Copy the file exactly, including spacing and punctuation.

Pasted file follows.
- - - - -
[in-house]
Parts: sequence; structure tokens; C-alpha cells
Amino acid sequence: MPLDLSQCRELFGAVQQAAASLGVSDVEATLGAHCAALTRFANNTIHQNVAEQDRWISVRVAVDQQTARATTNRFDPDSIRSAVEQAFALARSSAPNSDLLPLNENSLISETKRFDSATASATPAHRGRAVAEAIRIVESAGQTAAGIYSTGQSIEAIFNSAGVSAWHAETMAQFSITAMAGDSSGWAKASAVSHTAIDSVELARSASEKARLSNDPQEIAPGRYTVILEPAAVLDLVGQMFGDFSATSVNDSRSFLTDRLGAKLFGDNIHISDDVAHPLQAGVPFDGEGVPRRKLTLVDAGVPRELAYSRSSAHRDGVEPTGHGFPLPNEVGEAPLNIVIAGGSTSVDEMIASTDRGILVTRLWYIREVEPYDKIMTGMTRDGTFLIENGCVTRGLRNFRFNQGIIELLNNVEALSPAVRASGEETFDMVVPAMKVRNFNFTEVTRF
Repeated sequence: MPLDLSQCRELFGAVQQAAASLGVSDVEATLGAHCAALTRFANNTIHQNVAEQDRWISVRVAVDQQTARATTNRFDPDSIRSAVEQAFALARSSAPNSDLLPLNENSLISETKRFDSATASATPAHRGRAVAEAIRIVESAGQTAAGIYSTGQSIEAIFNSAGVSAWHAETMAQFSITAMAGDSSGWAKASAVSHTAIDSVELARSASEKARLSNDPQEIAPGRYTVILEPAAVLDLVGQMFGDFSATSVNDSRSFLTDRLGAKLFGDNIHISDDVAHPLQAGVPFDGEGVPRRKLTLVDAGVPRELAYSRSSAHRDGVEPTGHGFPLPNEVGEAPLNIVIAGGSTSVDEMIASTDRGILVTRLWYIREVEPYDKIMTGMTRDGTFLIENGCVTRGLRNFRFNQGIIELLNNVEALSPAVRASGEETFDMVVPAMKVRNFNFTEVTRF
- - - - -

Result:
[in-house]
Parts: sequence; structure tokens; C-alpha cells
Amino acid sequence: MPLDLSQCRELFGAVQQAAASLGVSDVEATLGAHCAALTRFANNTIHQNVAEQDRWISVRVAVDQQTARATTNRFDPDSIRSAVEQAFALARSSAPNSDLLPLNENSLISETKRFDSATASATPAHRGRAVAEAIRIVESAGQTAAGIYSTGQSIEAIFNSAGVSAWHAETMAQFSITAMAGDSSGWAKASAVSHTAIDSVELARSASEKARLSNDPQEIAPGRYTVILEPAAVLDLVGQMFGDFSATSVNDSRSFLTDRLGAKLFGDNIHISDDVAHPLQAGVPFDGEGVPRRKLTLVDAGVPRELAYSRSSAHRDGVEPTGHGFPLPNEVGEAPLNIVIAGGSTSVDEMIASTDRGILVTRLWYIREVEPYDKIMTGMTRDGTFLIENGCVTRGLRNFRFNQGIIELLNNVEALSPAVRASGEETFDMVVPAMKVRNFNFTEVTRF
Repeated sequence: MPLDLSQCRELFGAVQQAAASLGVSDVEATLGAHCAALTRFANNTIHQNVAEQDRWISVRVAVDQQTARATTNRFDPDSIRSAVEQAFALARSSAPNSDLLPLNENSLISETKRFDSATASATPAHRGRAVAEAIRIVESAGQTAAGIYSTGQSIEAIFNSAGVSAWHAETMAQFSITAMAGDSSGWAKASAVSHTAIDSVELARSASEKARLSNDPQEIAPGRYTVILEPAAVLDLVGQMFGDFSATSVNDSRSFLTDRLGAKLFGDNIHISDDVAHPLQAGVPFDGEGVPRRKLTLVDAGVPRELAYSRSSAHRDGVEPTGHGFPLPNEVGEAPLNIVIAGGSTSVDEMIASTDRGILVTRLWYIREVEPYDKIMTGMTRDGTFLIENGCVTRGLRNFRFNQGIIELLNNVEALSPAVRASGEETFDMVVPAMKVRNFNFTEVTRF